I was reading and came across this article..
Are meraki access points immune to this kind of attack?
It's not really a new attack (though the press is hyping it as such.)
It's a quicker way of getting the authentication handshake, rather than capturing the 4 way handshake you just need to capture a single EAPOL packet.
However it was never that hard to capture that handshake anyway, so if the attacker even half way knew what they were doing.
As it is exploiting the actual protocol to make the capture of the data any product using the protocols is exposed.
It still takes the same length of time to break the password, so the usual long password with non dictionary passwords still applies (still about 8 days for a (sensibly chosen) 10 character password.
You of course could turn of the roaming I suppose
That article is click bait.
Basically if you have 4 x GPUs you can break a 10 digit WPA pre-shared key in about 8 days now.
Ideally use WPA2-Enterprise mode, or if you have to use a PSK, try and make it at least 11 digits or more.
For reference, the actual post made by the guy who stumbled on this new method is here:
That is sensational headline free, and just the facts. But as everyone said above, grabbing a hash from a WPA(2) PSK SSID and brute forcing it is nothing new.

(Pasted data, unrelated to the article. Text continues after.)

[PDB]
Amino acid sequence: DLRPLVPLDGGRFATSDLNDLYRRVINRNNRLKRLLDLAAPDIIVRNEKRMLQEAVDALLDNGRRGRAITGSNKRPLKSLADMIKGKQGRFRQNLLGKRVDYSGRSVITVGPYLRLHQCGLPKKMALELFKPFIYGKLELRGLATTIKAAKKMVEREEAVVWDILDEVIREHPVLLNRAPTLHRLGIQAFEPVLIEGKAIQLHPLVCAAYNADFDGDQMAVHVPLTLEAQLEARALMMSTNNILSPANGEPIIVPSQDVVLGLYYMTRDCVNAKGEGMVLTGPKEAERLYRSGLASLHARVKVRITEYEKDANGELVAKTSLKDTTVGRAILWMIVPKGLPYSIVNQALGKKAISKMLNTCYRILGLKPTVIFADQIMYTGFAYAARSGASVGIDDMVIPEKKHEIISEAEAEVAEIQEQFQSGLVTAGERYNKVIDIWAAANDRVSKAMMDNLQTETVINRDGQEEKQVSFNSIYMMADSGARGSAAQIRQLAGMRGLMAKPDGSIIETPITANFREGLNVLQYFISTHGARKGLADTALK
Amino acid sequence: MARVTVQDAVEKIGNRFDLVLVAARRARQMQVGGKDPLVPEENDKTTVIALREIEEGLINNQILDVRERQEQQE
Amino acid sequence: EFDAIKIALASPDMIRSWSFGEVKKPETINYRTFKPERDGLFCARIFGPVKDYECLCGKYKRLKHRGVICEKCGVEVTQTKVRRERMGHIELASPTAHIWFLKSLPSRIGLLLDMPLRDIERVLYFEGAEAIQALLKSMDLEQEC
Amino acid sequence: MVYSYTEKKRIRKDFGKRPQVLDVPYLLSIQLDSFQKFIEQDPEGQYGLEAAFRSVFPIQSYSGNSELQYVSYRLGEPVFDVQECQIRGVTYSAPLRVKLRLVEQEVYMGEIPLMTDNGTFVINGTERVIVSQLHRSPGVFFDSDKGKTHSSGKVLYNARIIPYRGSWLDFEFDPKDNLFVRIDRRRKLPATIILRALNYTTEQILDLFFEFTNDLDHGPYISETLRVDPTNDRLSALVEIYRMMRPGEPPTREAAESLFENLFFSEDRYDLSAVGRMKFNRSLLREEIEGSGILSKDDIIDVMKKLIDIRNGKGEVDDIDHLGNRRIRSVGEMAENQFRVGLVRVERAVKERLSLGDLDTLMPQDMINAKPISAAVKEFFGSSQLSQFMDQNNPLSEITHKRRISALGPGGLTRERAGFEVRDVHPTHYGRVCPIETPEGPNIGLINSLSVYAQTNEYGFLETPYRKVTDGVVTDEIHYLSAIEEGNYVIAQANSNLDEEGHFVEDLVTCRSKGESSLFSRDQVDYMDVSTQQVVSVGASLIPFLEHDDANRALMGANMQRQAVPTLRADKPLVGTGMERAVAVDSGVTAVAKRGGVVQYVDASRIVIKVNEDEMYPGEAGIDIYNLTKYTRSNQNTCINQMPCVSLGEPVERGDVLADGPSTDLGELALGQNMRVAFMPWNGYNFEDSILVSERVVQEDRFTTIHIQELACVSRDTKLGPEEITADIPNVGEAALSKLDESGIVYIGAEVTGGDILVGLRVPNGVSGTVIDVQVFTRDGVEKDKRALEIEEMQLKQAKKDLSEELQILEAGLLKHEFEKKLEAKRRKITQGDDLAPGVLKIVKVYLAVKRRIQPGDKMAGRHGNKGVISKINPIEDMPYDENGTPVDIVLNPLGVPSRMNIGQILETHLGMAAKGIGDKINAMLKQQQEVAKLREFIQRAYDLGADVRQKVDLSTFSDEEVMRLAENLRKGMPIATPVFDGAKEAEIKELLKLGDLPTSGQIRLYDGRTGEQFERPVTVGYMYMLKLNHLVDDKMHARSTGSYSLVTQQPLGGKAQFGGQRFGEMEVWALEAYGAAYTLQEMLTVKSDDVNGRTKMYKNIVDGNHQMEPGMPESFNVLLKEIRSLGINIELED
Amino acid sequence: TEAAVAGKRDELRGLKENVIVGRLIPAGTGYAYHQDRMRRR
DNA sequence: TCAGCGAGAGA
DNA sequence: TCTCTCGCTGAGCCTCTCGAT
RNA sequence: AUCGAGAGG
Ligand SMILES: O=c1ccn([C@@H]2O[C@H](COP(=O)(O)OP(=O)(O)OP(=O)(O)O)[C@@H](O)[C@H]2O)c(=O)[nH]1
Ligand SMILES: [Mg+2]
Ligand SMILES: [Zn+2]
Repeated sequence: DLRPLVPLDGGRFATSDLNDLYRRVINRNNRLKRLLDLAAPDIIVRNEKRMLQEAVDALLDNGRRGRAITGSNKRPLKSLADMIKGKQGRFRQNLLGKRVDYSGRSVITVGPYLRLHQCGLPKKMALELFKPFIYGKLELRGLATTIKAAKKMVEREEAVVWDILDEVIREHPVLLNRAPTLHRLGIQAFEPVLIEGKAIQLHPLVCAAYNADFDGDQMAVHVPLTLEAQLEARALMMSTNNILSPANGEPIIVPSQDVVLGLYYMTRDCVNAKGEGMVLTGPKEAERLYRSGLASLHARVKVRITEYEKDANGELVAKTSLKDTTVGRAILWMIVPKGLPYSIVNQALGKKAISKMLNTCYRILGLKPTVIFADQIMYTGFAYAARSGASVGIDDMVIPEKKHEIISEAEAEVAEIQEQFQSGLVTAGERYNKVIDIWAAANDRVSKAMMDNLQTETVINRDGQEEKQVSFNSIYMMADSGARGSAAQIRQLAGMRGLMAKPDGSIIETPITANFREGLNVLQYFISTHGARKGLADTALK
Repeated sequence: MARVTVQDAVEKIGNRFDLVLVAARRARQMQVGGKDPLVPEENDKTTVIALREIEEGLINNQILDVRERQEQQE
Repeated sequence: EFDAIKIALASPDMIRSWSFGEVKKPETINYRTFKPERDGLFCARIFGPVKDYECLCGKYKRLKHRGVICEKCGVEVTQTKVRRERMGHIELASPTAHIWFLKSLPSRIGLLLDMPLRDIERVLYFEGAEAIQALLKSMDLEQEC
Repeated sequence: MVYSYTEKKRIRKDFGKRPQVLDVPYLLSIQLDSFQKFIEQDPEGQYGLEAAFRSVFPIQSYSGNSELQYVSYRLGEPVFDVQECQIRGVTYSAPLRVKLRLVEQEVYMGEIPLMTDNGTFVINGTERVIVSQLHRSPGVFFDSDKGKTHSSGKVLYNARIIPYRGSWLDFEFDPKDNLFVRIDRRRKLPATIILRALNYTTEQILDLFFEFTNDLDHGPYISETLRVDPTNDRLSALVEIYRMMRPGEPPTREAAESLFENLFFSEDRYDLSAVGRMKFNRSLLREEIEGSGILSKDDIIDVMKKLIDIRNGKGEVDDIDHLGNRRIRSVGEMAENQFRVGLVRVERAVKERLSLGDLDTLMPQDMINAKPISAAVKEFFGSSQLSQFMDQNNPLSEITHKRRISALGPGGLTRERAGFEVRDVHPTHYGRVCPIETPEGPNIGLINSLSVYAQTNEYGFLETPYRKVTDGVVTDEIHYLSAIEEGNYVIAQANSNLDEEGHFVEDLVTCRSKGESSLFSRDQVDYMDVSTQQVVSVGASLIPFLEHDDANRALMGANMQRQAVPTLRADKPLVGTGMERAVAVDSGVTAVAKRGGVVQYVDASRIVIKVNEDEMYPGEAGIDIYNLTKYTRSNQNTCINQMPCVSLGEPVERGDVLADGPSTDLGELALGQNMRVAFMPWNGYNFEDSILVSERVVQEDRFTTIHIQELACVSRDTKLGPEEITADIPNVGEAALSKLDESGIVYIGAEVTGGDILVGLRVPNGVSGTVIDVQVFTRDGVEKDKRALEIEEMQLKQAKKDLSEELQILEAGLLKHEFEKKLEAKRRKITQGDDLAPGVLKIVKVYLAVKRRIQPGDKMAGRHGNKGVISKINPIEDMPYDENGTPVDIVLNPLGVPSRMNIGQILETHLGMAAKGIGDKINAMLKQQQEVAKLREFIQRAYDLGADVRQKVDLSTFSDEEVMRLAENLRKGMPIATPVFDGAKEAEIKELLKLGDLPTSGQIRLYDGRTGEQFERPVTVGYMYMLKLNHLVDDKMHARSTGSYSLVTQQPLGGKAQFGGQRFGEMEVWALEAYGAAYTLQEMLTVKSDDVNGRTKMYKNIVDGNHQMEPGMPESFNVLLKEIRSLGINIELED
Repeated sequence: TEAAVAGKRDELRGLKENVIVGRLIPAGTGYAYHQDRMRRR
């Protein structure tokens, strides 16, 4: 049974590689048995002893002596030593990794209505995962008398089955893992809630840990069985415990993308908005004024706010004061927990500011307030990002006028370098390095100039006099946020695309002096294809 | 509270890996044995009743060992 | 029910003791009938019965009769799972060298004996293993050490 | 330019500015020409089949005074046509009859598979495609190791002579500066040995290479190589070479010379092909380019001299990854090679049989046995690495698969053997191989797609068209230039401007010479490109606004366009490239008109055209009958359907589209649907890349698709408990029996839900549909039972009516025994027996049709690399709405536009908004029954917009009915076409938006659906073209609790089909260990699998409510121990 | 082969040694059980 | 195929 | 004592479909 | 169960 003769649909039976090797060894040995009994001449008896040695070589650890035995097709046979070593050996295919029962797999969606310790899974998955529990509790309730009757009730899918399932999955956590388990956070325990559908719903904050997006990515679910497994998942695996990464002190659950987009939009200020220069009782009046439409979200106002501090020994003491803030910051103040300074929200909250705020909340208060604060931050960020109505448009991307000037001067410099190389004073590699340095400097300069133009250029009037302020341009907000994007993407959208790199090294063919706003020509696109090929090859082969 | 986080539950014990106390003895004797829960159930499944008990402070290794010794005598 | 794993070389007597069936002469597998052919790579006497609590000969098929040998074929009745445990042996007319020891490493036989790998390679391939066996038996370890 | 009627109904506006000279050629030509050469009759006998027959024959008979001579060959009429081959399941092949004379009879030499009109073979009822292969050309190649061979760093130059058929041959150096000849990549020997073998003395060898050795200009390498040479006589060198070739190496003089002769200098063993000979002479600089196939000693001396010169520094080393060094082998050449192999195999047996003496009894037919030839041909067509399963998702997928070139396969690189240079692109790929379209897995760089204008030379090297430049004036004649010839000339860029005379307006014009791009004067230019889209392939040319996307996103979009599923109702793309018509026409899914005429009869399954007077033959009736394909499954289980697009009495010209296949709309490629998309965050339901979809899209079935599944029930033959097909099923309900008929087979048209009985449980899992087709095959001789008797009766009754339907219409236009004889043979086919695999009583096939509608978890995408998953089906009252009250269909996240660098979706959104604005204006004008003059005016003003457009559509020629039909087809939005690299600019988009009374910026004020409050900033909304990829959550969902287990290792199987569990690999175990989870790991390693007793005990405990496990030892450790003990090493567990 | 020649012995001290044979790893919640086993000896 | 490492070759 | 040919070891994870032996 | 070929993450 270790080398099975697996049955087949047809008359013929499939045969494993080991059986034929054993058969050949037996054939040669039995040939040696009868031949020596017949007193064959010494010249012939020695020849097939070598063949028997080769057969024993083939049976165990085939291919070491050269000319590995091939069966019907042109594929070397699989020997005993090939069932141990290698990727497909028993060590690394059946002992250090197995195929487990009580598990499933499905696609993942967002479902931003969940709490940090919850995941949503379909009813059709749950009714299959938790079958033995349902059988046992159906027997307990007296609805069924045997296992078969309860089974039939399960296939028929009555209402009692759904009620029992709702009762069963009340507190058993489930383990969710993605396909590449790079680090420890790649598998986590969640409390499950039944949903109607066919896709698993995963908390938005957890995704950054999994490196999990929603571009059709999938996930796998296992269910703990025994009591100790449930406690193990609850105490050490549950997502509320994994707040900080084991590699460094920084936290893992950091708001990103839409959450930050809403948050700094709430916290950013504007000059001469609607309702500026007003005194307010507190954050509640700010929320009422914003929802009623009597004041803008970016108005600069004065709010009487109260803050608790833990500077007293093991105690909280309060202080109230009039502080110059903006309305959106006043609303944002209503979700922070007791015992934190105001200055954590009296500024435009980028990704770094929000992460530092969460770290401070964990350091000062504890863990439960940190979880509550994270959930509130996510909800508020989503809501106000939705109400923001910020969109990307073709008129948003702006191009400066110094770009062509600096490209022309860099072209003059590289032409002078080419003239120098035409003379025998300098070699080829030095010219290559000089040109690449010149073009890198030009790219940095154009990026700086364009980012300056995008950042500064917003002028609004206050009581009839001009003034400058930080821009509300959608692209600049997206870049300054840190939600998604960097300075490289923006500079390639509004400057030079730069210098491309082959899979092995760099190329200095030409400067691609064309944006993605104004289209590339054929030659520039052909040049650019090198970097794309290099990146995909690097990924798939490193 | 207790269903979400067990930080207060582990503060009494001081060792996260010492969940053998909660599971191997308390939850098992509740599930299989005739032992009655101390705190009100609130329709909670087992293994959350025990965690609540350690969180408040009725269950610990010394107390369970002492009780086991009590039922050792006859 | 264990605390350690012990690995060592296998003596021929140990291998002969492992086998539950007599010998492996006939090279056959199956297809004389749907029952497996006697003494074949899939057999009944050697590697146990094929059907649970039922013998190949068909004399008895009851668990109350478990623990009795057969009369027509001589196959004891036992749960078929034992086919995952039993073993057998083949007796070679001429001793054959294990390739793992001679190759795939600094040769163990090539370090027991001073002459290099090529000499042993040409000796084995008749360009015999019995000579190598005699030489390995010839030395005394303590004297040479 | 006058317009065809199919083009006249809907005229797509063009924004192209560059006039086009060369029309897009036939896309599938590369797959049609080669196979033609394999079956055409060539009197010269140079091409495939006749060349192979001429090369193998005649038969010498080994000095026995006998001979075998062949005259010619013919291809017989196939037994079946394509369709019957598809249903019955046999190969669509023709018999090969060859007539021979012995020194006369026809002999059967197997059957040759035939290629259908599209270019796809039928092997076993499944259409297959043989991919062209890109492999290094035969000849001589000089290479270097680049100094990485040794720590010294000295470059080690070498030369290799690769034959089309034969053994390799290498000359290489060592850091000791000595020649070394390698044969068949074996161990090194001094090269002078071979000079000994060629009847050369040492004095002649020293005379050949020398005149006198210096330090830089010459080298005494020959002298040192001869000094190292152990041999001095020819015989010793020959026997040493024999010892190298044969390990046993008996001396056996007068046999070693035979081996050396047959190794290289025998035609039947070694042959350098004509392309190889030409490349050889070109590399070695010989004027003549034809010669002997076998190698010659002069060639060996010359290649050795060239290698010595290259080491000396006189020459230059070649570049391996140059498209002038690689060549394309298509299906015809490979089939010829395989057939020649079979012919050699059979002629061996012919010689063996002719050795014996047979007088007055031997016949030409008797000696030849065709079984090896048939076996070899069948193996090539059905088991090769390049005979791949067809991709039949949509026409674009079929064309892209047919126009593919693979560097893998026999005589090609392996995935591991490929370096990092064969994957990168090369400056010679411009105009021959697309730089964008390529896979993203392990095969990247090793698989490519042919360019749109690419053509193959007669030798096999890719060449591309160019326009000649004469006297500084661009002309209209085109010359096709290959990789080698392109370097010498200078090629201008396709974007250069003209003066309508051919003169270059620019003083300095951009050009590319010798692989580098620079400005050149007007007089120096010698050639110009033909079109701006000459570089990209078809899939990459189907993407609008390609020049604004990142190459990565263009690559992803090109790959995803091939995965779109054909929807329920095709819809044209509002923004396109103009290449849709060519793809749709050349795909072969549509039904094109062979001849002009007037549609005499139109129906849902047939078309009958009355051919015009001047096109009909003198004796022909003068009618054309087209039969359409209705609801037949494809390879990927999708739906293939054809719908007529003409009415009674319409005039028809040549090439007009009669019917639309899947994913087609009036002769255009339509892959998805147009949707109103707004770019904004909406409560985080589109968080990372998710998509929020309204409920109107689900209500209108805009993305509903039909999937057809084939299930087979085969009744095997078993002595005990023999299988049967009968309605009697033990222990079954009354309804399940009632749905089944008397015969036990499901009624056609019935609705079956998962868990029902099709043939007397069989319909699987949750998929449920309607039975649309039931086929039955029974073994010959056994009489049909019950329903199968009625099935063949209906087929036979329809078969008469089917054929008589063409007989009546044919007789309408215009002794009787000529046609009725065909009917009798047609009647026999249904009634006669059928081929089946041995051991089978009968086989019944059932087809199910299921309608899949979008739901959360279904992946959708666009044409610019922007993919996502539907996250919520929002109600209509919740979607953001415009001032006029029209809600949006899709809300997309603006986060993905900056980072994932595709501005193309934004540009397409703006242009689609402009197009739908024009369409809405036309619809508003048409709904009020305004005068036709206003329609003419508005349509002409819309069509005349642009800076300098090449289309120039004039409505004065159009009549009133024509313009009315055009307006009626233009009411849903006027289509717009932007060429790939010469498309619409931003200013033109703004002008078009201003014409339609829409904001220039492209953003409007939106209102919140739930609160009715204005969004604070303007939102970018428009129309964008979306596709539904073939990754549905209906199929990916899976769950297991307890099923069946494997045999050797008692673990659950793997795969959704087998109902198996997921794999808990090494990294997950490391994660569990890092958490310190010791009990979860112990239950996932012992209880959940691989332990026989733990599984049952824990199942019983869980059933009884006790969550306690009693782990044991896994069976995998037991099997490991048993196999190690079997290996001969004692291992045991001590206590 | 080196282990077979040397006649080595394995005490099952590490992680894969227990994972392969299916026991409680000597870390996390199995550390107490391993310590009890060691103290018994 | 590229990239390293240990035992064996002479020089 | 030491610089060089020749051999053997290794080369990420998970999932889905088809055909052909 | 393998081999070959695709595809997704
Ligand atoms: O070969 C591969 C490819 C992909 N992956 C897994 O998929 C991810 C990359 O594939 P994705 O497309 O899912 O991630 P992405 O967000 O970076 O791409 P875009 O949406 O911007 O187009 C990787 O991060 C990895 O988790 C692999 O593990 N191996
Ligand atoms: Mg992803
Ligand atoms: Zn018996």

I agree with all the above feedback. This isn't really a new attack it is just a quicker way of getting the pw hash vs having to wait for someone to auth or to force it by sending de-auths. Either way the hash still has to be cracked.
The Hashcat folks found this while researching ways to attack the upcoming WPA3 standard. There isn't much Meraki could do for this since it is an inherent flaw with WPA2. Moral of the story. If possible, use a long password so it cannot easily be cracked via rainbow tables etc.
>...is since it is an inherent flaw with WPA2.
I'm not sure I would agree with that bit. 🙂
If you are going to say allowing the exchange of a security hash is a flaw, then we are screwed. Everything uses security hashes, PKI and certificates, NTLMv2, IPSec, etc.